Dear Sam: I'm relocating back to the city after living in a small town for several years, so I'm gearing up for a job search and I had a question. I've always found it awkward to answer the salary history or requirement question. As far as salary history, I've spent the last few years self-employed, so my income has fluctuated dramatically. When asked for my salary requirement, I've said something about in the range of... but then stated that everything was negotiable. I'm afraid of pricing myself too high, and thereby pushing myself out of the running, or stating a figure so low that I'd have a hard time living on it. Help! - Arietta
Dear Arietta: You are right, those questions are very tricky and unfortunately there is no one right answer. When presenting a salary history, be sure to include it on your résumé, never on an additional sheet of paper. I suggest this as if you present your salary history on a separate paper, it can be used as the sole factor in screening out your candidacy. If, instead, you place your salary figures after your titles throughout your résumé, the hiring manager is sure to glean some information about the value you offer before getting to the potentially disqualifying salary data.
I'd try to avoid providing a salary history if at all possible, solely due to your self-employment and your salary fluctuations. If you have to provide a salary history you might want to present that information in your cover letter instead of the traditional technique described above. In your case, this would allow you to provide your history while not self-employed, along with a statement explaining that your salary history while self-employed varied greatly and is not indicative of your current needs.
When asked for a salary requirement however, there are a few standard approaches, five of which I have detailed below along with their associated risks. Remember to include this information on your cover letter, usually towards the end so to minimize any negative impact it may have. Of course, never offer this information unless specifically requested.
First and foremost, you need to know what you want to be paid, what you are worth, and what the trends are within the industry, employer, and geographic location to which you are applying. As you are relocating, you'll have to do some research on whether the cost of living differs from your current to your new hometown. Do as much research as you can in order to make an informed decision as to what to place on your cover letter. There are several ways to respond (or not respond) to this question each with their own levels of risk.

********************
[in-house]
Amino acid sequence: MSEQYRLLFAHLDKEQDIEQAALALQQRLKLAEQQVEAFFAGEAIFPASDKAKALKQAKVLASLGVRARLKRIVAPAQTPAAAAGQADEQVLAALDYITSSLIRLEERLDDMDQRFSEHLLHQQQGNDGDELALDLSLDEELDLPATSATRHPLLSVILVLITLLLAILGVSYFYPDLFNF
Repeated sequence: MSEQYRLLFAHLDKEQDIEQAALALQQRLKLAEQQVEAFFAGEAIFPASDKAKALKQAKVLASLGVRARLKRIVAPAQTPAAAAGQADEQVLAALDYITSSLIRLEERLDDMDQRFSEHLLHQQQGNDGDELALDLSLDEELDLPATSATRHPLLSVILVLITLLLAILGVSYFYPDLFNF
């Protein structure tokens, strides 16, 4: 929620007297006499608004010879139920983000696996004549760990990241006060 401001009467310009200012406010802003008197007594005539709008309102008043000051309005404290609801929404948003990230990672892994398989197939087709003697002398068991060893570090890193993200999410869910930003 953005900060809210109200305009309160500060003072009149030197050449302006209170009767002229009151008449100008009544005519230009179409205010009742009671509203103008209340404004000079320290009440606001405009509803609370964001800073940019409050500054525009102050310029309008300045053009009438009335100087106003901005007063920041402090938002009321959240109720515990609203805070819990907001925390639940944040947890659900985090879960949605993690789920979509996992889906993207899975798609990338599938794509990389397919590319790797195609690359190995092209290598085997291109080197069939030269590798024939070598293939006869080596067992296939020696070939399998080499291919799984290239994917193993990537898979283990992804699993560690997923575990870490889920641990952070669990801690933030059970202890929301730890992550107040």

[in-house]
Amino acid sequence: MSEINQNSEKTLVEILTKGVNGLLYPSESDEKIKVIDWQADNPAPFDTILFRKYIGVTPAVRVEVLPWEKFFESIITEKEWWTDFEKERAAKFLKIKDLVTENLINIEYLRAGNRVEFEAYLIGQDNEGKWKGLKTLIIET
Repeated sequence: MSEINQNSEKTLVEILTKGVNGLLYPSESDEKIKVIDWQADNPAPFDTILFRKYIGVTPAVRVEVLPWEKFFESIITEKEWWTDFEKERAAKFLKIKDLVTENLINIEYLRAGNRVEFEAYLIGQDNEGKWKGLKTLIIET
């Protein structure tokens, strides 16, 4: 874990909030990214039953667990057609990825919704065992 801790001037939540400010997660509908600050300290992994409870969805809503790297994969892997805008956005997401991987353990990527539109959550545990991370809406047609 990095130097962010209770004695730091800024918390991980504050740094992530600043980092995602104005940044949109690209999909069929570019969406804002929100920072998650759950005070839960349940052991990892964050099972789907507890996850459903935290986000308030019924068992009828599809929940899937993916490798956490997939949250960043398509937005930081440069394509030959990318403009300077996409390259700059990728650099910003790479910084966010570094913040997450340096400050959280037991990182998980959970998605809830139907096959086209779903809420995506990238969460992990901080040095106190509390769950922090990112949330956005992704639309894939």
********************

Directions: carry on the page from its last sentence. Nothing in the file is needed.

Approach One: Tell the hiring manager what you want to earn. If you have a base salary requirement state it as such so to tell the hiring manager that you probably expect a little more. The risk in using this approach is that you will be immediately disqualified because your amount is too low or too high.
Approach Two: Give the hiring manager a range. Most employers have a range for each position, and the hope when using this strategy is that your ranges overlap at some point. You can either state that you want compensation in the Mid 50s or are seeking compensation from $50K-60K. The challenge here is not presenting a range where your lowest amount is their highest available compensation or vice versa.
Approach Three: Avoid the question by stating that you are seeking competitive compensation for someone in your field, or are flexible as to your total compensation package. By doing this you avoid answering the question and disqualifying yourself because of a number, yet you answer the question to a certain degree. You also tell the hiring manager, by using the second approach, that you realize that there is more to a compensation package than just your salary. Attractive benefit programs, great working environments, and flexible work arrangements contribute to your total compensation package. The risk here is that you will be eliminated anyway because you didn't give the hiring manager a hard number.
Approach Four: Communicate that you would love to discuss your salary requirement once a mutual interest has been established. This gives you the opportunity to assess the functions of the position to which you are applying, and fairly evaluate what you should be compensated for such an engagement. Again, the risk is that you will be eliminated for avoiding the question.
Approach Five: Don't respond. A lot of candidates take this approach and hope their experiences, accomplishments, and skills pull them through despite avoiding the question entirely. After all, if you sing on paper shouldn't that be enough regardless of what you want to be paid? Well, sometimes not. Unfortunately, if you disregard their request, you résumé might also be disregarded.
Again, there is no one right answer. Making an educated decision on which strategy you want to employ, and being aware of the risk associated with that strategy, is the best approach. I hope your move is a success both professionally and personally. All the best!